As it turns out, four days after Easter, the USPTO refused registration of the Big Green Egg’s claimed exclusive rights in the shape and color of its popular barbecue smoker and grill:

GreenEggSpecimenAs you will recall, we wrote about this product configuration trademark application, back in December of last year. Here are the challenges raised by the USPTO in refusing registration:

Specimen Refusal: Applicant submitted the above shown photograph of the goods as a specimen of use, but the Examiner noted that the drawing of the mark showed a smooth surface, lacking the obvious dimples, so overcoming the refusal will likely require a new drawing so it matches the use shown in the specimen; this will then raise the question of whether the dimples can be claimed as part of the non-traditional trademark.

The Examiner is inquiring about whether the dimples have a functional purpose, and if so, she is directing the Applicant to show them in dotted lines to make clear they are not claimed as part of the mark to be registered. If the Applicant attempts to claim them as part of the applied-for mark, showing them in solid lines, the next question will likely be whether that change constitutes a material alteration, requiring a new application.

Shape of Goods Incapable of Serving as Trademark: The Examiner indicated “the shape of the applicant’s goods is nondistinctive and incapable of functioning as a mark,” relying on “printouts from competitors’ websites and the patent applications . . .  which demonstrate that the shape of the applicant’s goods is so commonly used in the industry that consumers are accustomed to seeing such elements on similar products.”

Color Green May Be Capable of Trademark Ownership: Here the Examiner seemed to direct Applicant’s next steps, noting: “The color green as applied to the goods does not appear to have any functional advantage and does not appear to be commonly used by the applicant’s competitors. Therefore, if the applicant limits the mark to just the color green applied to the goods, the applicant may be able to establish that this the product design has acquired distinctiveness or the applicant may be able to register the product design on the Supplemental Register.”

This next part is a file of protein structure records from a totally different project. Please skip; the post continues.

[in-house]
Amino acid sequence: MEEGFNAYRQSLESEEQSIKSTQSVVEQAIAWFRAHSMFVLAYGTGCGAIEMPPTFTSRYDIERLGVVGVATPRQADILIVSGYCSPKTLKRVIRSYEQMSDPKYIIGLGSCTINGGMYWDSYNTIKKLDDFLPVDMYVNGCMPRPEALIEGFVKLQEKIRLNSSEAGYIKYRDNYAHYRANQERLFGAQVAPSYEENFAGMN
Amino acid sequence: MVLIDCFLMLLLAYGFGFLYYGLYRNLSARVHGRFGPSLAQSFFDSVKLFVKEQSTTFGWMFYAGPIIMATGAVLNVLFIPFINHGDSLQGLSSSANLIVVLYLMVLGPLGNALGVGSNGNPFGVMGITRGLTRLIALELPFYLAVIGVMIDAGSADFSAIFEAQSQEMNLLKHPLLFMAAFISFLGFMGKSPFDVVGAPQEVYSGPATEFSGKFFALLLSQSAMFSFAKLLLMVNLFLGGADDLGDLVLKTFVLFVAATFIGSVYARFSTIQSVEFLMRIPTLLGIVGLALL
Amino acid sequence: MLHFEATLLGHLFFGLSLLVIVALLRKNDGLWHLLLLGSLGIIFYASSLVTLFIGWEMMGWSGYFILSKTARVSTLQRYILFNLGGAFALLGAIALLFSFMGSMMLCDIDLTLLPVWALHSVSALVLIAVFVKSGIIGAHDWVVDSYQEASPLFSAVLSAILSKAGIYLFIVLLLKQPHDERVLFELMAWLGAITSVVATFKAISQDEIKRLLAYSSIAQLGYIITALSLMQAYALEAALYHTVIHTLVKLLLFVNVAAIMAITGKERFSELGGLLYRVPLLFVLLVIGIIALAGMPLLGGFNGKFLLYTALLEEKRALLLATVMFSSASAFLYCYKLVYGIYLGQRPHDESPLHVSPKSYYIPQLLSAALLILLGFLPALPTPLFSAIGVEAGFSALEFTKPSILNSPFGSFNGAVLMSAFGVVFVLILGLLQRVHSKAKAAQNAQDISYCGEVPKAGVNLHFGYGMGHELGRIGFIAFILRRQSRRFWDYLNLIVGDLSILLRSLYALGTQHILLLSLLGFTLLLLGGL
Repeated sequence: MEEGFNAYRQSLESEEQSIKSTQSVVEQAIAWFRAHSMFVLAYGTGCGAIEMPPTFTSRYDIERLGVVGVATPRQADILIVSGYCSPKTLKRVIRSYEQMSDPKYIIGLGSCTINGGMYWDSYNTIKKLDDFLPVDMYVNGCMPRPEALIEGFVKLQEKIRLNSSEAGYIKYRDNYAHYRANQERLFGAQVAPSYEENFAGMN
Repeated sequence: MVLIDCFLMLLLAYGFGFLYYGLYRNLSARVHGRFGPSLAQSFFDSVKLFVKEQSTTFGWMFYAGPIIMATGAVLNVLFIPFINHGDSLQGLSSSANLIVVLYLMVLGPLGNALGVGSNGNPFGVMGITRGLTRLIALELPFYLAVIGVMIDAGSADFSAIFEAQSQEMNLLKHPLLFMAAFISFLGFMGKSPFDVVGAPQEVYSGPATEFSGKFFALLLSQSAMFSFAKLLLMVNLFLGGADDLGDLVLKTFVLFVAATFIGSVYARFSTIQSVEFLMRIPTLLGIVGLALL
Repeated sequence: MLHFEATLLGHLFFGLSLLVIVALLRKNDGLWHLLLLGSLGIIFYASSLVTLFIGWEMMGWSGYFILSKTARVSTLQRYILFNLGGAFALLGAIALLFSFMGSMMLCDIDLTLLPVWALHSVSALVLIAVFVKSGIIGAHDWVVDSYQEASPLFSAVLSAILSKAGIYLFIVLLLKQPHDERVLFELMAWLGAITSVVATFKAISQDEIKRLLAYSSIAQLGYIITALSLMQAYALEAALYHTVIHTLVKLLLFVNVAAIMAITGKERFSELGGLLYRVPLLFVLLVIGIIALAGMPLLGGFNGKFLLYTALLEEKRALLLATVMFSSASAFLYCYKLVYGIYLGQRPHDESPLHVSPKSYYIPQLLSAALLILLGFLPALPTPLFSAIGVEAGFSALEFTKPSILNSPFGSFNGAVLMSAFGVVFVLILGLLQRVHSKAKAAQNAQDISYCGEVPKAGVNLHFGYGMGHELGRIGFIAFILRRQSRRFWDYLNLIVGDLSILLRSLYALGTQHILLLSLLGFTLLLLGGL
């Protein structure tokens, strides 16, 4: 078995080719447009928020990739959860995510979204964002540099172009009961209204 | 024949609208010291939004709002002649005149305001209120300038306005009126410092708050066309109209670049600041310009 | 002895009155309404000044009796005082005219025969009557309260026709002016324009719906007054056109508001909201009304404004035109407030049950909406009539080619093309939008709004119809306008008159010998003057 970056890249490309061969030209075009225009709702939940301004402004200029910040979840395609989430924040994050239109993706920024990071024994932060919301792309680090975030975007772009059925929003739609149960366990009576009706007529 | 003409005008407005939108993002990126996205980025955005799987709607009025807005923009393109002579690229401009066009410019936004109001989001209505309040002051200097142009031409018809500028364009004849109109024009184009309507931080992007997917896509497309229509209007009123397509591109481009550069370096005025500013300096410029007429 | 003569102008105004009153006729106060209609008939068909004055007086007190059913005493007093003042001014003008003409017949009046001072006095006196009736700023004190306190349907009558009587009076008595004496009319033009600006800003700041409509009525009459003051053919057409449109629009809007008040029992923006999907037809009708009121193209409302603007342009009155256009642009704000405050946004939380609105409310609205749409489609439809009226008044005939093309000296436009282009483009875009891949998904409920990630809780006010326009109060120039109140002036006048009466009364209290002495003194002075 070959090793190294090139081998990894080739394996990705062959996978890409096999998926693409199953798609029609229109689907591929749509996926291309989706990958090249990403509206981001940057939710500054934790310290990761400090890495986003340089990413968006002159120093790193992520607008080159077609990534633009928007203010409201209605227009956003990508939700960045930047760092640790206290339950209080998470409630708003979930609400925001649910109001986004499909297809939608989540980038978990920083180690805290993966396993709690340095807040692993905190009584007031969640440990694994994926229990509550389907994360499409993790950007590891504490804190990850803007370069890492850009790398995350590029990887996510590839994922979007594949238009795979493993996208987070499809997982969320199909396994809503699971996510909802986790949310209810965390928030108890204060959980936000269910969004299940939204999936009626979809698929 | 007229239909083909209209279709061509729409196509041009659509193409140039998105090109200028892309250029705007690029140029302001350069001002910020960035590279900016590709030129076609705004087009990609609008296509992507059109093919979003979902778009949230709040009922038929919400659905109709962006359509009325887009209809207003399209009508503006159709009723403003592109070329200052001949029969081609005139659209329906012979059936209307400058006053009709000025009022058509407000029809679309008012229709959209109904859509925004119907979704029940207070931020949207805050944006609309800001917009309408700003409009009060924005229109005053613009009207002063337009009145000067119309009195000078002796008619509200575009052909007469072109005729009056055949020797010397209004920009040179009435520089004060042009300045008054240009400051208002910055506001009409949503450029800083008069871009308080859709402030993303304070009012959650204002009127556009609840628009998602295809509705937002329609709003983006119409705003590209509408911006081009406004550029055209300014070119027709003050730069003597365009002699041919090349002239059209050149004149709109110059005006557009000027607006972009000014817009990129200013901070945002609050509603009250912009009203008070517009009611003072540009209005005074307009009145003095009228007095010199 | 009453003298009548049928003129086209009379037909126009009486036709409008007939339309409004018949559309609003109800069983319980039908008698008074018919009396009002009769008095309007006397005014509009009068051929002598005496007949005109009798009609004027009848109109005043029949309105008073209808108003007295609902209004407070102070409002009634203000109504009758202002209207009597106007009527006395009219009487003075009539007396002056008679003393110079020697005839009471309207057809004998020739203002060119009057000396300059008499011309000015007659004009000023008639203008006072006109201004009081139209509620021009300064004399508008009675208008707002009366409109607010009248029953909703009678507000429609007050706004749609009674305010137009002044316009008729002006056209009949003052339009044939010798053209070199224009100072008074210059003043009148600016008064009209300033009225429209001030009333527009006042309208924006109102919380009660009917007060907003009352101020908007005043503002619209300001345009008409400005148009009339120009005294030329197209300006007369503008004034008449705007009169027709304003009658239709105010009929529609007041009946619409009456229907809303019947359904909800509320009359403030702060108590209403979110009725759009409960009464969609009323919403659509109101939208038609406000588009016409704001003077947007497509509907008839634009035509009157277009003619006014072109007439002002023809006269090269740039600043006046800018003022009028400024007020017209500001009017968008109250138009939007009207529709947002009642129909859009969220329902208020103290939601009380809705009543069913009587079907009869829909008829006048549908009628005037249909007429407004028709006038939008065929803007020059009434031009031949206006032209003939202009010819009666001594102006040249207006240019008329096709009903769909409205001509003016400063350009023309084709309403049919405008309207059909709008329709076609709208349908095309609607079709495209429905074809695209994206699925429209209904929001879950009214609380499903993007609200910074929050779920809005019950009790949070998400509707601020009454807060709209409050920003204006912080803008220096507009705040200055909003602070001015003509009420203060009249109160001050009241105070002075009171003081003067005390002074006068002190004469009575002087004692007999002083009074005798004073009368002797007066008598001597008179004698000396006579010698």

Shape of Goods is Functional and Must Not Be Included as Part of Claimed Trademark: This portion of the refusal relates back to the incapability refusal discussed above, but the Examiner labels the shape of the Big Green Egg with the dreaded F-Word: “[T]he shape of the goods is functional.” Then, the Examiner goes on to discuss the Morton-Norwich factors (that we have discussed numerous times before):

The existence of a utility patent that discloses the utilitarian advantages of the product or packaging design sought to be registered:

The Examiner wrote: “Although there does not appear to be an issued utility patent that describes the functional advantages of the shape of the applicant’s goods, there are several published patent applications that discuss the functional advantages of the shape of the applicant’s goods.”

Advertising by the applicant that touts the utilitarian advantages of the design:

The Examiner directed Applicant’s attention “to excerpts from its website, which discuss the advantages of the shape of the applicant’s goods,” but she did not provide quotations of the concerning language.

Facts pertaining to the availability of alternative designs:

As to the alternative design factor, the Examiner wrote: “The applicant’s goods are a type of grill known as a Komado grill. For this type of grill, the shape used by the applicant is one of a limited number of shapes, and based on the attached examples of competitor use appears to be the preferred shape for this type of grill.”

Facts pertaining to whether the design results from a comparatively simple or inexpensive method of manufacture: